Article by Brian Ashcraft from Kotaku
Japan has loads of cat cafes. Loads. Many of them look the same—like coffee shops with cats or, even, like somebody’s apartment with, well, cats.
For many Tokyoites, an evening after work spent in a “neko cafe” (cat cafe) sounds purrfect. The metropolis is home to several dozen of these cafes, which charge patrons by the hour to play with cats.
For regulars, the cafes offer a place to unwind and play with cats, while they sip coffee. Many urban apartments do not permit pets, meaning that pet lovers are left without furry friends to call their own. The neko cafes fill that void.
Pet lovers often describe the joy their animals give them. Those living in environments that do not permit pets yearn for that interaction.
“It’s a great place, it calms the stresses of working life,” Ayumi Sekigushi, 23, told Reuters about her favorite cat cafe.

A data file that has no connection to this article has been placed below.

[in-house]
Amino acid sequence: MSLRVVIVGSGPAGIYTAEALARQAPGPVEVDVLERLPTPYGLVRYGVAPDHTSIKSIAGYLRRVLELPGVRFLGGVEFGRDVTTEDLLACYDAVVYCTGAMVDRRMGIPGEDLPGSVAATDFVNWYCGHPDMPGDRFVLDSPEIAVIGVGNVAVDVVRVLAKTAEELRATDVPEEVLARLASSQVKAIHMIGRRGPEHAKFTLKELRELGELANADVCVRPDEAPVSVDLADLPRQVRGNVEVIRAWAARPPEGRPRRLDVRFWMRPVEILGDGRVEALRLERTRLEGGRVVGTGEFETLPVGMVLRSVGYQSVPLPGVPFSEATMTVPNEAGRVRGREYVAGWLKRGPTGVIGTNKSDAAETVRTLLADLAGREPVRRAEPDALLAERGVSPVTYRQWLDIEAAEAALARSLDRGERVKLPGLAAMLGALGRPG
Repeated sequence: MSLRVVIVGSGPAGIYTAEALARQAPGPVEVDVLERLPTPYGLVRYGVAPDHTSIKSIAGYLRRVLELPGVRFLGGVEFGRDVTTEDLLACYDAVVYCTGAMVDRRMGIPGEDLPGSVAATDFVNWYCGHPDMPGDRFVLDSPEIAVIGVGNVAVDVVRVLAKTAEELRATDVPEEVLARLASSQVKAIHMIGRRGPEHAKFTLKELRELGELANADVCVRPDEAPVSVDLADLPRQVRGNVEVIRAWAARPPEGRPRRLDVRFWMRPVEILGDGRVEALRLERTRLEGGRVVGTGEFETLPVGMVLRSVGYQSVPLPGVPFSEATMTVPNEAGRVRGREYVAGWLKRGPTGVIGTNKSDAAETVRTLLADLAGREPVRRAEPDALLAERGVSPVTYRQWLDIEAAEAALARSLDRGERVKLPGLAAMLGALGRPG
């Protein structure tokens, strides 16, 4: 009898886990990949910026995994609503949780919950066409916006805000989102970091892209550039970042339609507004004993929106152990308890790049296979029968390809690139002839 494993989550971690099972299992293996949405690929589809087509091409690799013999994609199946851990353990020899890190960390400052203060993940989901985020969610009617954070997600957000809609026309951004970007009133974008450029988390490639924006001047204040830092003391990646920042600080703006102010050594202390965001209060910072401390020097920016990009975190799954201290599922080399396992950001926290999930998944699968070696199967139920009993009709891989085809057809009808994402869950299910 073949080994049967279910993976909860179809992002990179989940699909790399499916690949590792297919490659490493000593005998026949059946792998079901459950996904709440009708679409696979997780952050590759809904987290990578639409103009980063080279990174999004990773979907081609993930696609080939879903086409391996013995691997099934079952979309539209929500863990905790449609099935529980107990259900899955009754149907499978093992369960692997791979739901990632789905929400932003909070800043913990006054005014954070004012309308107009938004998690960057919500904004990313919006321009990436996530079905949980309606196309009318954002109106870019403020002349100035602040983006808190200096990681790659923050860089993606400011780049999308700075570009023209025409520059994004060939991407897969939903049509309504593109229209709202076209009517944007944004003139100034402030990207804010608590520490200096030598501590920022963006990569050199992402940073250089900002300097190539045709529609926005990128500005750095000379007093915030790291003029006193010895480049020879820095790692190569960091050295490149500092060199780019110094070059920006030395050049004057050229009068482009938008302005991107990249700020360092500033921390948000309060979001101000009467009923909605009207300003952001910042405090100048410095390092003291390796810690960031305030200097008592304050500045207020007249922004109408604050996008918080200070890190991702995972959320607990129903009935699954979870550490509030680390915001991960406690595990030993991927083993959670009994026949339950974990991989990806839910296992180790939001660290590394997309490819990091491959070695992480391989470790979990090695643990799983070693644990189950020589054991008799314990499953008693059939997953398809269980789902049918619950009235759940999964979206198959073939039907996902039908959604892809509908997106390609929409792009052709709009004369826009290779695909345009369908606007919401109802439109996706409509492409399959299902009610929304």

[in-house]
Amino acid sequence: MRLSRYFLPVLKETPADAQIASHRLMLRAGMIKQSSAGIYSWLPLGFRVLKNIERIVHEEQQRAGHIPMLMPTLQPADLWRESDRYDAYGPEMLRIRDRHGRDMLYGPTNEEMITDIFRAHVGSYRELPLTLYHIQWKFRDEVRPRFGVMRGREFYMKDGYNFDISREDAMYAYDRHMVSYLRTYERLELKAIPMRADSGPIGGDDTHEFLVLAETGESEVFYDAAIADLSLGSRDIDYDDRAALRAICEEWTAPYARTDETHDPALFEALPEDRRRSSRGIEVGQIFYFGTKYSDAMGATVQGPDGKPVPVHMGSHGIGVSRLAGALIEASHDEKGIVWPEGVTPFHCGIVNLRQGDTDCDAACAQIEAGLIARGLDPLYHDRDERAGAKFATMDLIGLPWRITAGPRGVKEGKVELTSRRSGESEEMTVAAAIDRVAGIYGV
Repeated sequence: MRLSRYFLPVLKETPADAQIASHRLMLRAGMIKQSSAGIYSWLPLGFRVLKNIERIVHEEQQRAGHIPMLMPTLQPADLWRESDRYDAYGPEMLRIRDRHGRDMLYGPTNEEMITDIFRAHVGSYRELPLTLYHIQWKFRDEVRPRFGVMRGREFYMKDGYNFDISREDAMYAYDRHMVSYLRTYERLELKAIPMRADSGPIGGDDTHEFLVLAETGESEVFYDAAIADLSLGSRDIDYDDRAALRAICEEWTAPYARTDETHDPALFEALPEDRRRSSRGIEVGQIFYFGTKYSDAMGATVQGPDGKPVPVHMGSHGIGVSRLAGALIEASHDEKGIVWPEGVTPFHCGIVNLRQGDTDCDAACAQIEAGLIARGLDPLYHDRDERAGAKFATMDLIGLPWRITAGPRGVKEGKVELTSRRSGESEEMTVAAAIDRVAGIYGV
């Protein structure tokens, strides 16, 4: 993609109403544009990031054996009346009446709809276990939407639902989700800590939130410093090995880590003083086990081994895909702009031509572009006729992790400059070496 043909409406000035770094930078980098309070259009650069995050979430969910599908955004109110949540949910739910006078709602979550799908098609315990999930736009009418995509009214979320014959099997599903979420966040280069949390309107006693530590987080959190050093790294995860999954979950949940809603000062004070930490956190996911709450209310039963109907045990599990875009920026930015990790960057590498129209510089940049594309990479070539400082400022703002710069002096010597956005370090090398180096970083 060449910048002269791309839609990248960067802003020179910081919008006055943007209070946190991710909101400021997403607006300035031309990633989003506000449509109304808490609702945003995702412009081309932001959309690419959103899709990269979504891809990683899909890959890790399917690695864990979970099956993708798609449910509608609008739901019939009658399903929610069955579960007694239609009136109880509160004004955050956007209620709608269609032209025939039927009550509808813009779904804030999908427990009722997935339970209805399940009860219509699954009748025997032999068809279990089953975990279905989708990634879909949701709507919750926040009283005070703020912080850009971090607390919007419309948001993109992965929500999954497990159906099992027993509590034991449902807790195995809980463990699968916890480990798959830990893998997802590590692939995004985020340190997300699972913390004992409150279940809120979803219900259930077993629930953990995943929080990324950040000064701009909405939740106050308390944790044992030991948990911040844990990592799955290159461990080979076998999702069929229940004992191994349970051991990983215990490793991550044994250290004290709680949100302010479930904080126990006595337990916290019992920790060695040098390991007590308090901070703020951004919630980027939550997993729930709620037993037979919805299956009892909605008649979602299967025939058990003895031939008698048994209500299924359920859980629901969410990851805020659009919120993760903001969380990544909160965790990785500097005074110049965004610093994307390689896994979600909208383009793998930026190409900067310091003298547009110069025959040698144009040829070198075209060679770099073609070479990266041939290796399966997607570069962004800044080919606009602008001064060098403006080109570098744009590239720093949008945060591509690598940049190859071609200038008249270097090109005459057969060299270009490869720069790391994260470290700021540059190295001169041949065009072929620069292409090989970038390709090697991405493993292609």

An example of cat café is Temari no Ouchi which looks like something out of a Studio Ghibli anime.
Located in Tokyo’s Kichijoji, the cafe opened last year. There’s a 1,200 yen ($11.81) entrance fee on weekdays and a 1,500 yen ($14.80) one on weekends and holidays. Once inside, there is an array of foods and beverages that can be ordered (of course, for additional fees).
What’s neat about this cafe is that it really looks like it was influenced by Studio Ghibli anime. There’s space for the cats to wander about and play, as well as explore and relax, which, as these types of cafes go, seems to be good for the animals.